Advancing Institutional Progress through Digital Repository Assessment

The following is a guest post by Jessica Tieman.

Photo of U.S. Government Publishing Office Director Davita Vance Cooks giving presentation

U.S. Government Publishing Office Director Davita Vance Cooks reveals the new during the site launch event on February 3rd. Photo: U.S. Government Publishing Office

Three quarters of the way into my twelve-month National Digital Stewardship Residency at the U.S. Government Publishing Office, I reflect on the success and challenges of my project. I also recognize how the outcome of my work will impact the future of the GPO, its business units, the communities within the Federal Government and the general public that are all invested in the success of GPO’s audit and certification of govinfo (formerly FDsys) repository.

In this post, I’ll give a brief update on my assigned role at GPO: to prepare govinfo for ISO 16363 Trustworthy Digital Repository Audit and Certification. I’ll also explain how preparing for the audit has served as a way for GPO to advance its strategic plan to transition from a print-centric model to a content-centric digital agency.

I have been collecting and evaluating all existing documentation relating to GPO’s govinfo to satisfy the requirements of the 109 criteria outlined in ISO 16363. Not only this, but where necessary, I have had the opportunity to participate in and sometimes offer guidance for writing and developing documentation for procedures and processes based on digital preservation best practices not yet fully captured within existing documentation at the time I arrived at GPO.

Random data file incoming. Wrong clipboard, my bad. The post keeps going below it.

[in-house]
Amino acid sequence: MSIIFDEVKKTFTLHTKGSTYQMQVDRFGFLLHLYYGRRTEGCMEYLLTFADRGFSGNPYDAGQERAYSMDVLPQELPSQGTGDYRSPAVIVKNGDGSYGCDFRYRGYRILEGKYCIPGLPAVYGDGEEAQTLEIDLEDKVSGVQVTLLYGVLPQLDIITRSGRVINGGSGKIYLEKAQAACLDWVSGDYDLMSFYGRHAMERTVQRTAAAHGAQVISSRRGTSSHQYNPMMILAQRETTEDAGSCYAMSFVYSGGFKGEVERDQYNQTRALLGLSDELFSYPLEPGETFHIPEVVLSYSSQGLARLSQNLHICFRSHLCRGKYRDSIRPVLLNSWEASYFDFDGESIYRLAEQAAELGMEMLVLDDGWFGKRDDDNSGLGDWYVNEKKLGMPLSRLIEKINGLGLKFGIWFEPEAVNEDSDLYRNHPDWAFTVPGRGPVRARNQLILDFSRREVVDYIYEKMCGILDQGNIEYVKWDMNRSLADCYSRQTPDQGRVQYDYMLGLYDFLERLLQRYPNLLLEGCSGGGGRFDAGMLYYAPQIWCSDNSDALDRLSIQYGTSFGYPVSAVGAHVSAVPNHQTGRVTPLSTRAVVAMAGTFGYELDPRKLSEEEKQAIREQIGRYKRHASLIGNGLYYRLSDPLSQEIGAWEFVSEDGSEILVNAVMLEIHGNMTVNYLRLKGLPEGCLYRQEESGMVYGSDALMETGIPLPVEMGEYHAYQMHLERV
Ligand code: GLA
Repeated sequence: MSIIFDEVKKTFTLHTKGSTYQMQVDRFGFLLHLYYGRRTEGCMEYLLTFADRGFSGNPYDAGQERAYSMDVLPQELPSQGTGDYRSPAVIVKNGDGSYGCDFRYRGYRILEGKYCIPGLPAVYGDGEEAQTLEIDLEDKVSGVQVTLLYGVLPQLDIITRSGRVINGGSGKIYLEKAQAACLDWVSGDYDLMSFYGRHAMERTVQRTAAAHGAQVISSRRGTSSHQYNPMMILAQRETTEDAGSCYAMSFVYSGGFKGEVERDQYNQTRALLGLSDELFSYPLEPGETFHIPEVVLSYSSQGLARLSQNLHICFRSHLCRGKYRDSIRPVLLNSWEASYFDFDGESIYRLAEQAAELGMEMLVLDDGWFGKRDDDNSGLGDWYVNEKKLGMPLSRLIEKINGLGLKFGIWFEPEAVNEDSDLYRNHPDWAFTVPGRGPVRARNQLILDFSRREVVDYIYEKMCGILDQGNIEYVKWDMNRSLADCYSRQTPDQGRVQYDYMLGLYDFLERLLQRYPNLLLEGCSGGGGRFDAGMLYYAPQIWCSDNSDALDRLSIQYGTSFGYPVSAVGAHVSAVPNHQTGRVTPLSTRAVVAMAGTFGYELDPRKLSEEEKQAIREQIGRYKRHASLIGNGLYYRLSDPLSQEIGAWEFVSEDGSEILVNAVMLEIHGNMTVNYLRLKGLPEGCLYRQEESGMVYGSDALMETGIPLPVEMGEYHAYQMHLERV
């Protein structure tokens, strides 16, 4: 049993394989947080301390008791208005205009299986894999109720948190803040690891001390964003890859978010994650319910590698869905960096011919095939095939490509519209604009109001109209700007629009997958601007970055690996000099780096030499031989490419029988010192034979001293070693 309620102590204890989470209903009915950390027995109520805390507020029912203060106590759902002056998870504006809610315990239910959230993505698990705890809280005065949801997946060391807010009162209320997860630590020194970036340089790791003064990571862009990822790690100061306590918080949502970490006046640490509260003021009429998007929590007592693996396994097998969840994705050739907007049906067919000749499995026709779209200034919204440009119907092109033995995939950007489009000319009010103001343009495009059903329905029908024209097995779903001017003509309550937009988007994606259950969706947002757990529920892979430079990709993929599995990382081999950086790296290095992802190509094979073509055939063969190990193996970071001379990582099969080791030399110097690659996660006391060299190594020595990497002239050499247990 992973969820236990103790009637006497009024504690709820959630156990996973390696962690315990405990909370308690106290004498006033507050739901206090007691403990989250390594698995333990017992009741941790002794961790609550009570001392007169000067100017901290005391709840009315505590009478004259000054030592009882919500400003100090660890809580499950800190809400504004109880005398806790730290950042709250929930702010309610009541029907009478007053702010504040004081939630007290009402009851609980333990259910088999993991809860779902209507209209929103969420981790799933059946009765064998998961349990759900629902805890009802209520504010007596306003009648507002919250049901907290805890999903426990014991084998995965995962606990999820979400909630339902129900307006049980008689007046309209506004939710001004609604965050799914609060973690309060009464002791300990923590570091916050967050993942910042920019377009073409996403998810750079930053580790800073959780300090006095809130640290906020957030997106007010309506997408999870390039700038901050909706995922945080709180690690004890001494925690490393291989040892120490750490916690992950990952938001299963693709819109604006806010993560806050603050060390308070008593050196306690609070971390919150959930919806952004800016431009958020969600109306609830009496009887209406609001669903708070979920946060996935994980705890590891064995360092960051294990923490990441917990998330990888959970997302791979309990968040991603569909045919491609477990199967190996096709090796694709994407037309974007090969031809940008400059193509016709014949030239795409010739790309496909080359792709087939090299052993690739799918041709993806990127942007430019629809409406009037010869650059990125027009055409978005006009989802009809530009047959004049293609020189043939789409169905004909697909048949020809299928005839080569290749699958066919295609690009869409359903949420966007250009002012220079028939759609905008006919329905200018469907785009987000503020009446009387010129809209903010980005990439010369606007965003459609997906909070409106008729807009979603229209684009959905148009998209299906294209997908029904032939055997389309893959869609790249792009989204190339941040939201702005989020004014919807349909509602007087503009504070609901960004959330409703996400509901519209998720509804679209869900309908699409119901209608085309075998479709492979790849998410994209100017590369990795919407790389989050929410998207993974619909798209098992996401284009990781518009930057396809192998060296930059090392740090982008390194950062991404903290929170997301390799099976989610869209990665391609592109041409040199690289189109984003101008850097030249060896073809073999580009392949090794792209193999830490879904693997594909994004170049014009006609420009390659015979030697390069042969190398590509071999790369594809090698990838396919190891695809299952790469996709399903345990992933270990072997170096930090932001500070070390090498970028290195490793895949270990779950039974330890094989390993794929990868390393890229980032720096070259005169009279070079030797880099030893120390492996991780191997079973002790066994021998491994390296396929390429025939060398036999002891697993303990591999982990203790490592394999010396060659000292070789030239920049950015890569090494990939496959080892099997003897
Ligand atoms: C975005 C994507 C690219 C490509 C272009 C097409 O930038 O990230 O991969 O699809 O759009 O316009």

In preparation for evaluating GPO’s documentation and readiness for an ISO 16363 audit, I interviewed TRAC-certified and OAIS-compliant digital repository managers to gather feedback about repository assessment to share with GPO internal staff. I am beginning the internal audit process.

GPO implemented a SharePoint folder-based system to organize all of their documentation and evidence by each criteria. Documentation includes workflows, roles and responsibilities and organizational charts, strategic plans, technical documentation, project specifications, meeting notes, planning documents and vision statements, data management definitions, risk registries, standard operating procedures, policies, and gathered statistics on systems and users, and more. (the repository’s Architecture System Design document is available online.

For me to evaluate GPO against each criteria, I will assess the content I have gathered within the SharePoint system for:
• Adequacy: How well it satisfies the specific criteria requirements;
• Transparency: Documentation truly captures the repository activities and practices and is written with clarity
• Measurability: Procedures have been documented in a manner that can be substantiated through measurable outcomes, such as not only listing end-user requirements, but also providing the data collected on users to validate the requirements;
• Sustainability: Are the current processes scalable and will they remain effective over time as systems, people and funding change